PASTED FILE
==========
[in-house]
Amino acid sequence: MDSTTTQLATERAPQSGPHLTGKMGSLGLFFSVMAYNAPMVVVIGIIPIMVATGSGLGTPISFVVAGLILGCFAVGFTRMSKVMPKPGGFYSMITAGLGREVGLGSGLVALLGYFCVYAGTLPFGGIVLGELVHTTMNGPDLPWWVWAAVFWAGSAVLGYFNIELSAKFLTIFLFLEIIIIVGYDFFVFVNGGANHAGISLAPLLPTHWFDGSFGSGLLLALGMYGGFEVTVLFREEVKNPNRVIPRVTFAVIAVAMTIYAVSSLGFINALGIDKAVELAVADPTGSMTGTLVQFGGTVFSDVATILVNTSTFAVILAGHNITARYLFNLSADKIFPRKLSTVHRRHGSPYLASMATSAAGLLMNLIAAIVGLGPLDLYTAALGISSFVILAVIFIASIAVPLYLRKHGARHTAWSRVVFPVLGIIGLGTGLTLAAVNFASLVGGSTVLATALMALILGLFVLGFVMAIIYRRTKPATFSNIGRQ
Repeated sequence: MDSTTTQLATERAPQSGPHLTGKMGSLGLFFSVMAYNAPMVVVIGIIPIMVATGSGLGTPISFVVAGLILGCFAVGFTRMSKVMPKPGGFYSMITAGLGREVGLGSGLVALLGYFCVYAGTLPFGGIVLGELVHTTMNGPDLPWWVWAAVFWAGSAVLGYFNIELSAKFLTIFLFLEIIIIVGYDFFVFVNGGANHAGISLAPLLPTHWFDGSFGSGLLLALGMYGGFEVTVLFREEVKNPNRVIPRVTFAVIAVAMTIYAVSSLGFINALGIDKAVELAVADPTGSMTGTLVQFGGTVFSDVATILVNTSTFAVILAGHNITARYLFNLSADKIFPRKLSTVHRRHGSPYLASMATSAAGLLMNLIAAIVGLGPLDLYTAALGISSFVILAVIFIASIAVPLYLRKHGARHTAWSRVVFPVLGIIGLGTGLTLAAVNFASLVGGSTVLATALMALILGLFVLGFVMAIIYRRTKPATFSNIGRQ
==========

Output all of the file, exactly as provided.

[in-house]
Amino acid sequence: MDSTTTQLATERAPQSGPHLTGKMGSLGLFFSVMAYNAPMVVVIGIIPIMVATGSGLGTPISFVVAGLILGCFAVGFTRMSKVMPKPGGFYSMITAGLGREVGLGSGLVALLGYFCVYAGTLPFGGIVLGELVHTTMNGPDLPWWVWAAVFWAGSAVLGYFNIELSAKFLTIFLFLEIIIIVGYDFFVFVNGGANHAGISLAPLLPTHWFDGSFGSGLLLALGMYGGFEVTVLFREEVKNPNRVIPRVTFAVIAVAMTIYAVSSLGFINALGIDKAVELAVADPTGSMTGTLVQFGGTVFSDVATILVNTSTFAVILAGHNITARYLFNLSADKIFPRKLSTVHRRHGSPYLASMATSAAGLLMNLIAAIVGLGPLDLYTAALGISSFVILAVIFIASIAVPLYLRKHGARHTAWSRVVFPVLGIIGLGTGLTLAAVNFASLVGGSTVLATALMALILGLFVLGFVMAIIYRRTKPATFSNIGRQ
Repeated sequence: MDSTTTQLATERAPQSGPHLTGKMGSLGLFFSVMAYNAPMVVVIGIIPIMVATGSGLGTPISFVVAGLILGCFAVGFTRMSKVMPKPGGFYSMITAGLGREVGLGSGLVALLGYFCVYAGTLPFGGIVLGELVHTTMNGPDLPWWVWAAVFWAGSAVLGYFNIELSAKFLTIFLFLEIIIIVGYDFFVFVNGGANHAGISLAPLLPTHWFDGSFGSGLLLALGMYGGFEVTVLFREEVKNPNRVIPRVTFAVIAVAMTIYAVSSLGFINALGIDKAVELAVADPTGSMTGTLVQFGGTVFSDVATILVNTSTFAVILAGHNITARYLFNLSADKIFPRKLSTVHRRHGSPYLASMATSAAGLLMNLIAAIVGLGPLDLYTAALGISSFVILAVIFIASIAVPLYLRKHGARHTAWSRVVFPVLGIIGLGTGLTLAAVNFASLVGGSTVLATALMALILGLFVLGFVMAIIYRRTKPATFSNIGRQ